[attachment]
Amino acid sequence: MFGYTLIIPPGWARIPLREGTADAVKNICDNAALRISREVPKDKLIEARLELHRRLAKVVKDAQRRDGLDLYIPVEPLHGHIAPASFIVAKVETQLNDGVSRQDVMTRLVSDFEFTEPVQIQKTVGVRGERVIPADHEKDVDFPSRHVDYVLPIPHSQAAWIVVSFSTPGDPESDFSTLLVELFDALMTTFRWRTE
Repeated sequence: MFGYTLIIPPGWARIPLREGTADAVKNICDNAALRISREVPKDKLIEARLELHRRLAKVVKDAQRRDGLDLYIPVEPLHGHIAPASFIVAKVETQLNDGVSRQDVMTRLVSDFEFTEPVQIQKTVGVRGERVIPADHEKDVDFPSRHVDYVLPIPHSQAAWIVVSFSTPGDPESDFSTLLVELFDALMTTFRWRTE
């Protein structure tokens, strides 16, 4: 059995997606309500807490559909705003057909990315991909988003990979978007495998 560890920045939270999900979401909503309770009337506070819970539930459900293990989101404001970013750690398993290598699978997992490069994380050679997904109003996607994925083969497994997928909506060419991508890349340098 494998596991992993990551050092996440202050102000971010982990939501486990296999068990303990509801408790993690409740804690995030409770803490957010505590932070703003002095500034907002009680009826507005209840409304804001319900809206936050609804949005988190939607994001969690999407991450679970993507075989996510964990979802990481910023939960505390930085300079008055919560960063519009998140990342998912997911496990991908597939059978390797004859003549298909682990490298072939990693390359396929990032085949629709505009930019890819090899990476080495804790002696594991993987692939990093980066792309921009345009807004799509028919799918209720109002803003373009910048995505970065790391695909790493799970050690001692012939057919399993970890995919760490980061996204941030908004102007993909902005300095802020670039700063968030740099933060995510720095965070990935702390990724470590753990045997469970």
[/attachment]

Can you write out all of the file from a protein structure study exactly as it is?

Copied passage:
Amino acid sequence: MFGYTLIIPPGWARIPLREGTADAVKNICDNAALRISREVPKDKLIEARLELHRRLAKVVKDAQRRDGLDLYIPVEPLHGHIAPASFIVAKVETQLNDGVSRQDVMTRLVSDFEFTEPVQIQKTVGVRGERVIPADHEKDVDFPSRHVDYVLPIPHSQAAWIVVSFSTPGDPESDFSTLLVELFDALMTTFRWRTE
Repeated sequence: MFGYTLIIPPGWARIPLREGTADAVKNICDNAALRISREVPKDKLIEARLELHRRLAKVVKDAQRRDGLDLYIPVEPLHGHIAPASFIVAKVETQLNDGVSRQDVMTRLVSDFEFTEPVQIQKTVGVRGERVIPADHEKDVDFPSRHVDYVLPIPHSQAAWIVVSFSTPGDPESDFSTLLVELFDALMTTFRWRTE
């Protein structure tokens, strides 16, 4: 059995997606309500807490559909705003057909990315991909988003990979978007495998 560890920045939270999900979401909503309770009337506070819970539930459900293990989101404001970013750690398993290598699978997992490069994380050679997904109003996607994925083969497994997928909506060419991508890349340098 494998596991992993990551050092996440202050102000971010982990939501486990296999068990303990509801408790993690409740804690995030409770803490957010505590932070703003002095500034907002009680009826507005209840409304804001319900809206936050609804949005988190939607994001969690999407991450679970993507075989996510964990979802990481910023939960505390930085300079008055919560960063519009998140990342998912997911496990991908597939059978390797004859003549298909682990490298072939990693390359396929990032085949629709505009930019890819090899990476080495804790002696594991993987692939990093980066792309921009345009807004799509028919799918209720109002803003373009910048995505970065790391695909790493799970050690001692012939057919399993970890995919760490980061996204941030908004102007993909902005300095802020670039700063968030740099933060995510720095965070990935702390990724470590753990045997469970």